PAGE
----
Farewell (L'Affaire Farewell)
Sergei Gregoriev (Emir Kusturica) is a KGB colonel who likes the comforts of his relatively lofty political position in the Soviet Union. He is disgruntled, though, with the dangerous path his government is taking in the fast escalating Cold War with the US and decides to take things into his own hands. He contacts a young French engineer, Pierre Froment (Guillaume Canet), working in Moscow and offers to give him top secret information on a major Soviet spy ring operating in North America. Stunned, Pierre agrees to bring the shocking information to French intelligence, which waste no time in passing the scathing documentation to the CIA. Sergei agrees to become a mole in the KGB and is given the code name, “Farewell.”
Laura's Review: B+
French engineer Pierre Froment (Guillaume Canet, "Tell No One," "Spies") does a favor for his boss, who in turn does favors for France's DST chief Vallier (Niels Arestrup, "A Prophet") and before he knows it, he becomes involved in a fast friendship and deep espionage with the Russian KGB double agent code named "Farewell." Is a Cold War story relevant in 2010? Yes, if it's done the way writer/director Christian Carion ("Joyeux Noël") has made this film with its themes of the loyalty of men in the trenches together and patriarchal sacrifice for the good of future generations. Featuring a stunning performance from Serbian director Emir Kusturica ("The Widow of Saint-Pierre") as Sergei Gregoriev, "Farewell" is a fascinating historical artifact, a tense thriller and, ultimately, a very moving character study. At their first meeting, Sergei is largely unseen, arrogant and intimidating and Pierre is happy when his part is over, but it seems the Russian likes the idea that the French engineer has no discernible ties - he's the perfect intermediary. At home, Pierre's wife Jessica (Alexandra Maria Lara, "Downfall," "Control") wants nothing to do with the dangerous work Pierre has taken on, so he begins to lie by omission. Sergei's wife Natasha (Ingeborga Dapkunaite, Hannibal Lecter's mom in "Hannibal Rising") and teenage son Igor (Evgenie Kharlanov), having always been lied to, are more upset to learn of dad's affair with Alina ("Cold Souls'" Dina Korzun), something tries to correct by rewooing his wife and plying Igor with Western gifts he gets from Pierre (the 'American band Keen' and a 'Johnny Walkman'). Carion propels Pierre and Sergei's story line in parallel with the goings on between Ronald Reagan (a miscast Fred Ward, "Feast of Love," "Management") and François Mitterrand (Philippe Magnan), whose Communist Cabinet Ministers give Reagan a good dose of heartburn. As Pierre grows to know Sergei more and more, he's taken by the man's humor, strong moral code and soul. Sergei quotes from his favorite poem, "The Death of the Wolf," and Pierre gifts him with a book of poetry that ultimately proves the missing link the KGB needs to connect them. The interplay between Canet and Kusturica is the heart of the film and it their growing relationship that pulls the noose around them. Carion tightens the screws using family tensions on both sides before ultimately racheting up the suspense when Sergei's brought in by the KGB and Pierre is warned to flee Russia. A montage of the double agents Sergei has listed being rounded up on U.S. soil is old school classic. Blink and you'll miss Diane Kruger ("Inglourious Basterds") as one of them in a scene straight out of "The Silence of the Lambs." There are several other bits of funky international casting here, including Willem Dafoe as Feeney, the C.I.A. operative who debriefs Pierre, "Starsky and Hutch's" David Soul and "Billy Elliot" dad Gary Lewis. "Farewell" charts the true story of the mission that essentially ended the Cold War and it is both terrifically entertaining and historically enlightening.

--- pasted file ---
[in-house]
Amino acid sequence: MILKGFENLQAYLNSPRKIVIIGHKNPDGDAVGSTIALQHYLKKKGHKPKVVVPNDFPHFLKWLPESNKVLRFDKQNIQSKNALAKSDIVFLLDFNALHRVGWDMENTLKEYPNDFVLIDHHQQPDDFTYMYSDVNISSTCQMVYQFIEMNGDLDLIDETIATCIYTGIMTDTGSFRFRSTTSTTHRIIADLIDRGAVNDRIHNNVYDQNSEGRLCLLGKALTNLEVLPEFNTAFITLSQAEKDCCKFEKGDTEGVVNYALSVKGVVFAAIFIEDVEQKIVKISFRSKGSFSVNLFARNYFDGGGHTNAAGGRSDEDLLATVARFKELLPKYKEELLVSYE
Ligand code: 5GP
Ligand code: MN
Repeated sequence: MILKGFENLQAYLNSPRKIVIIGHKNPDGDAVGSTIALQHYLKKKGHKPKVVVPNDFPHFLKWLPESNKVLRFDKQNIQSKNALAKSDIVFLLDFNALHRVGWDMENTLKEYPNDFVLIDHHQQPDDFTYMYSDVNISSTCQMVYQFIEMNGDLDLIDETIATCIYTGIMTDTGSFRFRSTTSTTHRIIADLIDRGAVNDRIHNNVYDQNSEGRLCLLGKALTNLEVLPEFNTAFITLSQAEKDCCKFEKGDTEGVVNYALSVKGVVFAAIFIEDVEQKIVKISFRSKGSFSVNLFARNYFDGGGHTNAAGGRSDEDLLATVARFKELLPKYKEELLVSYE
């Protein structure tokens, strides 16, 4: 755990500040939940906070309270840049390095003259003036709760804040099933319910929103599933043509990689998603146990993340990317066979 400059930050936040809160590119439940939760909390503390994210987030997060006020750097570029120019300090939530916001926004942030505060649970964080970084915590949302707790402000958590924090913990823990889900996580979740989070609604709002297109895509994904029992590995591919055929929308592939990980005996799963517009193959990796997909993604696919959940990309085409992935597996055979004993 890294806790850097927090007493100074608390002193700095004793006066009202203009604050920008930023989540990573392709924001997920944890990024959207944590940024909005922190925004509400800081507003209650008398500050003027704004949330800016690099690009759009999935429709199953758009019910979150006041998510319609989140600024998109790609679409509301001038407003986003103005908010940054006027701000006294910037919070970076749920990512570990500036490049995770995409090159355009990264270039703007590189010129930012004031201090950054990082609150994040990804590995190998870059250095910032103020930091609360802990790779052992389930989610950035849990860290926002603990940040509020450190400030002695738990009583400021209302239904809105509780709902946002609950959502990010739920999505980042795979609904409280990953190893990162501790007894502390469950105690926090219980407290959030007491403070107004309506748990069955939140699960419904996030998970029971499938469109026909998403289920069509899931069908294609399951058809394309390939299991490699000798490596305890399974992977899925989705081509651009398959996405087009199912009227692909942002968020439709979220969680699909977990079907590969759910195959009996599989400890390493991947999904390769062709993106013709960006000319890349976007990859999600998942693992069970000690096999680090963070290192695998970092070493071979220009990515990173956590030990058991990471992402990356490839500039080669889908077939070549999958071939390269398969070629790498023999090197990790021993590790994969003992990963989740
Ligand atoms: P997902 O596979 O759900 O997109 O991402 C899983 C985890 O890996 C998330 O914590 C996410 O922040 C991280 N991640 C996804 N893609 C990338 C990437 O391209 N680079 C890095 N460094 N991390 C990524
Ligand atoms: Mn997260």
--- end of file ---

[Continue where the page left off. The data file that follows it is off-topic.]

Robin's Review: B
“Farewell” is unique. It is based on true events that began the death knell of the Soviet as Sergei, through Pierre (and only Pierre), funnels such information as Air Force One plans and deployment, US military movements, nuclear missiles locations and much more. Single-handed, Gregoriev may have really changed the world. The question, easily answered by the filmmakers, is: why did Sergei stay under the KGB spy radar for so long? I like the answer. Director Christian Carion, with Eric Raynaud, adapts Bonjour Farewell, by Serguei Kostine, and tells a spy tale that does not follow any conventions of the genre. Nearly all spies, the movies tell us, are motivated by one of two things – patriotism or greed. What makes “Farewell” an interesting not-told-before espionage flick is Sergei’s motivations, and Pierre’s for that matter, have nothing to do with either of money or loyalty. Eric Kusturica gives a soulful performance as likable Sergei who has his personable foibles – like an affair with an attractive KGB colleague, Alina (Dina Korzun), which his son, Igor (Evgeniy Kharlanov), easily and angrily figures out – but it is his honest, driving desire that the right thing must be done that anchors the character. The actor easily captures the intelligence of the man who is smart enough to elude KGB detection and form his own spy network to help the West. Guillaume Cadet is the clueless foil to Sergei and makes the unlikeliest of super spies. The story does a solid job in, separately, showing Gregoriev’s many sides – loving father, passionate lover, good husband, capable and savvy bureaucratic and cunning spy – then, the sides of Sergei begin to meld into each other as the espionage intrigue ramps up and danger looms. This is not a John LeCarre type of spy yarn but one steeped in real events that would, unlike the fantasy of spy novels, really change the world.